« Then suddenly, like some gigantic serpent out of the deep, a huge, quivering tentacle tose from out of the sea — a sight from any seaman’s maddest, most impossible nightmare –! »
Today we pay another visit to Subbie (or Subby), which every bit as horrible an abbreviation as ‘hubby’ for ‘husband’. We’ve gone over his history in a previous post (see Tentacle Tuesday: Prince Namor, the Sub-Mariner), so now we can concentrate on Action! Adventure!! Excitement!!! What’s on his charged schedule, you might ask? Why, a quick tussle with some Soviet submarines, a few pompous (I’m sorry, I meant ‘dramatic and exciting’) speeches, a plunge intro ‘wintry, unplumbed depths’, a lengthy trip to memory lane, and an epic fight with an unliving cyborg!
My favourite, naturally, are the Soviet submarines.
Moving forward by a little more than 15 years, we get embroiled in a slightly different kind of evil…
When Wakes the Kraken! was scripted by Roy Thomas, pencilled by Sal Buscema and inked by Mike Esposito. Aside from a lot of dialogue (check out the ‘ay, woman… but the time has come for battle… not words!‘), this story also has a lot of plump, high-quality tentacles.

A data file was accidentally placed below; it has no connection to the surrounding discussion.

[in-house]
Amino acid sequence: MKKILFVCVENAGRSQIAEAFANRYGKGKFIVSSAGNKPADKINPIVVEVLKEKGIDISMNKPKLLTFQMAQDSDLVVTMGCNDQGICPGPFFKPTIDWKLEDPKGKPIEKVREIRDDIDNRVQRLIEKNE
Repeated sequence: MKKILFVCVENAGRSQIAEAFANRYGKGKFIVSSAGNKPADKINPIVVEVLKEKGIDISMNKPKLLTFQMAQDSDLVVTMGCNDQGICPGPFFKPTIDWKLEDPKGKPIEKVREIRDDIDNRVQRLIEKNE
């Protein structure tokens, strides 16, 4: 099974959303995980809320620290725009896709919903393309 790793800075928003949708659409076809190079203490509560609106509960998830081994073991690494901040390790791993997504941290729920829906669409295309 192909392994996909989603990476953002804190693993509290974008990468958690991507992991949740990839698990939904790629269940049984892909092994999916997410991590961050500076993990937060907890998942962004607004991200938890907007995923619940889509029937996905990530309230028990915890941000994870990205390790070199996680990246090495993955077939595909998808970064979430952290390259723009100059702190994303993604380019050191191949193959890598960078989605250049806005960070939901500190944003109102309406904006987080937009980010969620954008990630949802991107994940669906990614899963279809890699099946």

This cover is fun, given that the Symbiotic Man appears to have tentacles on the soles of his feet and the ends of his hair as well. Did somebody actually demand that Namor should fight alone? I was under the impression that Marvel readers were more into ‘the more the merrier’ type of fun.
The cover story is titled Death Is the Symbionic Man!, scripted by Bill Mantlo and illustrated by Jim Mooney. Note the typo in ‘its’ in the second speech bubble.
Come on, not a single word on Big John Buscema?
Before he stopped doing full pencils to maximise his income in the early seventies, I will argue that Buscema produced stellar work on Submariner and certainly some of his best full pencils ever.
Here are some great tentacles illustrated by Big John Buscema and Fearless Frank Giacoia :https://www.comicbookdaily.com/wp-content/uploads/2016/07/Sub-Mariner-issue-5-page-11-by-John-Buscema-and-Frank-Giacoia.jpg
I was never into Namor, but a girl I knew in high school had every issue except the first. In 1975, I was stationed just north of San Francisco, and found two copies in a store in Berkeley. If I remember correctly, it was called The Federation Trading Post, and carried a lot of production stills from Star Trek. I bought the cheaper one and sent it to her.
Excellent karma move, wheels. Hope she appreciated the gesture!